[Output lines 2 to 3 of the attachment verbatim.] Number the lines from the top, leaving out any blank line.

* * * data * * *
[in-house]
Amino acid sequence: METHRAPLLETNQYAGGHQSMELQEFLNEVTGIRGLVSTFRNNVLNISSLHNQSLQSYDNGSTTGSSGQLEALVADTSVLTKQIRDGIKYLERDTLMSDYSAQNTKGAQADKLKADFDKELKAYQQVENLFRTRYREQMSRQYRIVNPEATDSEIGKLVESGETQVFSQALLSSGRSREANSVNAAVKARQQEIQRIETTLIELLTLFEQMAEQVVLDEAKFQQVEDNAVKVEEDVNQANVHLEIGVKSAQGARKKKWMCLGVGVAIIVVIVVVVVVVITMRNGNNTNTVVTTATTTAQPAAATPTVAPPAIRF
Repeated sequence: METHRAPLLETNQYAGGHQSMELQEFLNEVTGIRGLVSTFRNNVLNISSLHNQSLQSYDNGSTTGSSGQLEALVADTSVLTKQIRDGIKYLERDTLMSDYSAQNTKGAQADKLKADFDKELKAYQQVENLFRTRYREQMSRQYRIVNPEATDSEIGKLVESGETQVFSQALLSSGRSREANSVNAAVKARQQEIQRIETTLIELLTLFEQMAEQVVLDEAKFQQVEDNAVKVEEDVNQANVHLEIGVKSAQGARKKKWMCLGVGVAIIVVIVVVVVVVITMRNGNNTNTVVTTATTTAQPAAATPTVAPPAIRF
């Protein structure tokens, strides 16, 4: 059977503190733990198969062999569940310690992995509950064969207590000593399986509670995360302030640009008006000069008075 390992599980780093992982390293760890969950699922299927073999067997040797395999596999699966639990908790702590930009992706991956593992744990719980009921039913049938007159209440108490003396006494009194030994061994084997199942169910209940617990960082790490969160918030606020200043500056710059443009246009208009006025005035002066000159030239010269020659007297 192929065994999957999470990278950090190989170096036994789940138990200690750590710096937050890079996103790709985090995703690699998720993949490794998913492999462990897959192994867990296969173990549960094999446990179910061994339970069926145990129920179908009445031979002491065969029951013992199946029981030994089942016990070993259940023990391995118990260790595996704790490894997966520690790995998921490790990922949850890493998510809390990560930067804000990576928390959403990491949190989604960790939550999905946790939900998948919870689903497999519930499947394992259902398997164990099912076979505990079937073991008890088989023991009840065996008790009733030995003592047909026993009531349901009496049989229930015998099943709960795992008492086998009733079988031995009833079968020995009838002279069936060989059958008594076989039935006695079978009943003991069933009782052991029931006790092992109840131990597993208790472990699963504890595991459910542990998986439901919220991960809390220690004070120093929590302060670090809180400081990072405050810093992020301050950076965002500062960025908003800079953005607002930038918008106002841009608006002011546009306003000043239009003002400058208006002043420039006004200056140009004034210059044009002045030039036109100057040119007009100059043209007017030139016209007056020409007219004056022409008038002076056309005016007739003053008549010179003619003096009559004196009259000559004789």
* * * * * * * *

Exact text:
Amino acid sequence: METHRAPLLETNQYAGGHQSMELQEFLNEVTGIRGLVSTFRNNVLNISSLHNQSLQSYDNGSTTGSSGQLEALVADTSVLTKQIRDGIKYLERDTLMSDYSAQNTKGAQADKLKADFDKELKAYQQVENLFRTRYREQMSRQYRIVNPEATDSEIGKLVESGETQVFSQALLSSGRSREANSVNAAVKARQQEIQRIETTLIELLTLFEQMAEQVVLDEAKFQQVEDNAVKVEEDVNQANVHLEIGVKSAQGARKKKWMCLGVGVAIIVVIVVVVVVVITMRNGNNTNTVVTTATTTAQPAAATPTVAPPAIRF
Repeated sequence: METHRAPLLETNQYAGGHQSMELQEFLNEVTGIRGLVSTFRNNVLNISSLHNQSLQSYDNGSTTGSSGQLEALVADTSVLTKQIRDGIKYLERDTLMSDYSAQNTKGAQADKLKADFDKELKAYQQVENLFRTRYREQMSRQYRIVNPEATDSEIGKLVESGETQVFSQALLSSGRSREANSVNAAVKARQQEIQRIETTLIELLTLFEQMAEQVVLDEAKFQQVEDNAVKVEEDVNQANVHLEIGVKSAQGARKKKWMCLGVGVAIIVVIVVVVVVVITMRNGNNTNTVVTTATTTAQPAAATPTVAPPAIRF